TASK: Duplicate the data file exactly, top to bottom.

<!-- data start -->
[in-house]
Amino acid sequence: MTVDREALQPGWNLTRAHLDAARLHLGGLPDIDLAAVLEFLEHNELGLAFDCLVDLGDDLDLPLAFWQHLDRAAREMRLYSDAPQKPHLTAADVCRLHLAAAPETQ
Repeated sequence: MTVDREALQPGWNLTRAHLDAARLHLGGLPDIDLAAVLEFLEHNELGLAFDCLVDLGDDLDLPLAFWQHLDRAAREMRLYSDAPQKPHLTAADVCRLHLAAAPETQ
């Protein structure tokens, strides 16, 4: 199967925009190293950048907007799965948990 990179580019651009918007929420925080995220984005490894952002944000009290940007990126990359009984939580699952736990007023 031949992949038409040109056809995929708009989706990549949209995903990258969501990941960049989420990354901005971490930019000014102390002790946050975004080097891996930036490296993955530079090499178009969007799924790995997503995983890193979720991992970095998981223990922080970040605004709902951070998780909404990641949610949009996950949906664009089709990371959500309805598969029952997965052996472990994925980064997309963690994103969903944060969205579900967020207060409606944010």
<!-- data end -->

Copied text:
[in-house]
Amino acid sequence: MTVDREALQPGWNLTRAHLDAARLHLGGLPDIDLAAVLEFLEHNELGLAFDCLVDLGDDLDLPLAFWQHLDRAAREMRLYSDAPQKPHLTAADVCRLHLAAAPETQ
Repeated sequence: MTVDREALQPGWNLTRAHLDAARLHLGGLPDIDLAAVLEFLEHNELGLAFDCLVDLGDDLDLPLAFWQHLDRAAREMRLYSDAPQKPHLTAADVCRLHLAAAPETQ
């Protein structure tokens, strides 16, 4: 199967925009190293950048907007799965948990 990179580019651009918007929420925080995220984005490894952002944000009290940007990126990359009984939580699952736990007023 031949992949038409040109056809995929708009989706990549949209995903990258969501990941960049989420990354901005971490930019000014102390002790946050975004080097891996930036490296993955530079090499178009969007799924790995997503995983890193979720991992970095998981223990922080970040605004709902951070998780909404990641949610949009996950949906664009089709990371959500309805598969029952997965052996472990994925980064997309963690994103969903944060969205579900967020207060409606944010």